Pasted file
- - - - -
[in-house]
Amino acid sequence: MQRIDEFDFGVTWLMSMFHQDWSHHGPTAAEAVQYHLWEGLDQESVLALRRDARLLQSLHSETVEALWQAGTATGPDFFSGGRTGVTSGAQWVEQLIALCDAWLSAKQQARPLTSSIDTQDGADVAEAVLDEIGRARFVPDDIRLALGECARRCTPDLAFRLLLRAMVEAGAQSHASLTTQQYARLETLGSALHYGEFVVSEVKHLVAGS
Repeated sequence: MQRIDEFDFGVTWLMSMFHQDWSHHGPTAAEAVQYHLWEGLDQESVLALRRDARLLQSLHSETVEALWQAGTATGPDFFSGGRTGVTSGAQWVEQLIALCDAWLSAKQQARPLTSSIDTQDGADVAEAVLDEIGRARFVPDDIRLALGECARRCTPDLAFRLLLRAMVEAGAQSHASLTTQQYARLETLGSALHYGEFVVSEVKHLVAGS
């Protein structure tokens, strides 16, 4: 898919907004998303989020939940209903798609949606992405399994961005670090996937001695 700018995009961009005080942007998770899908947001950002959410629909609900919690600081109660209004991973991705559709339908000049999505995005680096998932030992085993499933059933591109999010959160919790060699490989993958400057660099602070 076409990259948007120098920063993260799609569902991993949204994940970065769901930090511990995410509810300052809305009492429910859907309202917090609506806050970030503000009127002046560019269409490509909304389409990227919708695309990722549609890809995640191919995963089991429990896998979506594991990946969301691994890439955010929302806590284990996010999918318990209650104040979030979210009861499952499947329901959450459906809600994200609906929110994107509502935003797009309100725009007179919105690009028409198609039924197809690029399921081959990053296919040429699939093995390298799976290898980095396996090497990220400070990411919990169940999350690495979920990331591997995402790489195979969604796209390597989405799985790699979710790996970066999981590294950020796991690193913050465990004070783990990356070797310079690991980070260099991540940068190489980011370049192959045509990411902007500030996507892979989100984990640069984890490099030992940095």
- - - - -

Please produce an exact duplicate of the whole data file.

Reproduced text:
[in-house]
Amino acid sequence: MQRIDEFDFGVTWLMSMFHQDWSHHGPTAAEAVQYHLWEGLDQESVLALRRDARLLQSLHSETVEALWQAGTATGPDFFSGGRTGVTSGAQWVEQLIALCDAWLSAKQQARPLTSSIDTQDGADVAEAVLDEIGRARFVPDDIRLALGECARRCTPDLAFRLLLRAMVEAGAQSHASLTTQQYARLETLGSALHYGEFVVSEVKHLVAGS
Repeated sequence: MQRIDEFDFGVTWLMSMFHQDWSHHGPTAAEAVQYHLWEGLDQESVLALRRDARLLQSLHSETVEALWQAGTATGPDFFSGGRTGVTSGAQWVEQLIALCDAWLSAKQQARPLTSSIDTQDGADVAEAVLDEIGRARFVPDDIRLALGECARRCTPDLAFRLLLRAMVEAGAQSHASLTTQQYARLETLGSALHYGEFVVSEVKHLVAGS
């Protein structure tokens, strides 16, 4: 898919907004998303989020939940209903798609949606992405399994961005670090996937001695 700018995009961009005080942007998770899908947001950002959410629909609900919690600081109660209004991973991705559709339908000049999505995005680096998932030992085993499933059933591109999010959160919790060699490989993958400057660099602070 076409990259948007120098920063993260799609569902991993949204994940970065769901930090511990995410509810300052809305009492429910859907309202917090609506806050970030503000009127002046560019269409490509909304389409990227919708695309990722549609890809995640191919995963089991429990896998979506594991990946969301691994890439955010929302806590284990996010999918318990209650104040979030979210009861499952499947329901959450459906809600994200609906929110994107509502935003797009309100725009007179919105690009028409198609039924197809690029399921081959990053296919040429699939093995390298799976290898980095396996090497990220400070990411919990169940999350690495979920990331591997995402790489195979969604796209390597989405799985790699979710790996970066999981590294950020796991690193913050465990004070783990990356070797310079690991980070260099991540940068190489980011370049192959045509990411902007500030996507892979989100984990640069984890490099030992940095």